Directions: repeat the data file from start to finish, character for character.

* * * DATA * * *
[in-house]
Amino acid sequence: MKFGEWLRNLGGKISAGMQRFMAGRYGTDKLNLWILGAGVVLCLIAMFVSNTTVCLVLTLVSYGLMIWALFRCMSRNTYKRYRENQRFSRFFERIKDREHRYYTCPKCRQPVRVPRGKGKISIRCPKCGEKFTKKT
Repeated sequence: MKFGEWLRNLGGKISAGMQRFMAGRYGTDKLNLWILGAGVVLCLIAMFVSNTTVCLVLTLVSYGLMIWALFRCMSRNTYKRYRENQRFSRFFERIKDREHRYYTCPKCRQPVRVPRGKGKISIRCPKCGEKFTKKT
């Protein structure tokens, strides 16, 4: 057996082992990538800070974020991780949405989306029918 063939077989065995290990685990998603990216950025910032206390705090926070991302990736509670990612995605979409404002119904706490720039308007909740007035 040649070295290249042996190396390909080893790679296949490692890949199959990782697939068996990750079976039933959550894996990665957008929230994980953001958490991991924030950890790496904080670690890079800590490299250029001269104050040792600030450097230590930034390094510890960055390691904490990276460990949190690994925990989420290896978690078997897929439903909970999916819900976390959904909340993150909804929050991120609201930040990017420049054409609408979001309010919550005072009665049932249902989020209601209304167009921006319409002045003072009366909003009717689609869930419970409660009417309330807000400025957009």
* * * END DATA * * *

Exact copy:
[in-house]
Amino acid sequence: MKFGEWLRNLGGKISAGMQRFMAGRYGTDKLNLWILGAGVVLCLIAMFVSNTTVCLVLTLVSYGLMIWALFRCMSRNTYKRYRENQRFSRFFERIKDREHRYYTCPKCRQPVRVPRGKGKISIRCPKCGEKFTKKT
Repeated sequence: MKFGEWLRNLGGKISAGMQRFMAGRYGTDKLNLWILGAGVVLCLIAMFVSNTTVCLVLTLVSYGLMIWALFRCMSRNTYKRYRENQRFSRFFERIKDREHRYYTCPKCRQPVRVPRGKGKISIRCPKCGEKFTKKT
């Protein structure tokens, strides 16, 4: 057996082992990538800070974020991780949405989306029918 063939077989065995290990685990998603990216950025910032206390705090926070991302990736509670990612995605979409404002119904706490720039308007909740007035 040649070295290249042996190396390909080893790679296949490692890949199959990782697939068996990750079976039933959550894996990665957008929230994980953001958490991991924030950890790496904080670690890079800590490299250029001269104050040792600030450097230590930034390094510890960055390691904490990276460990949190690994925990989420290896978690078997897929439903909970999916819900976390959904909340993150909804929050991120609201930040990017420049054409609408979001309010919550005072009665049932249902989020209601209304167009921006319409002045003072009366909003009717689609869930419970409660009417309330807000400025957009």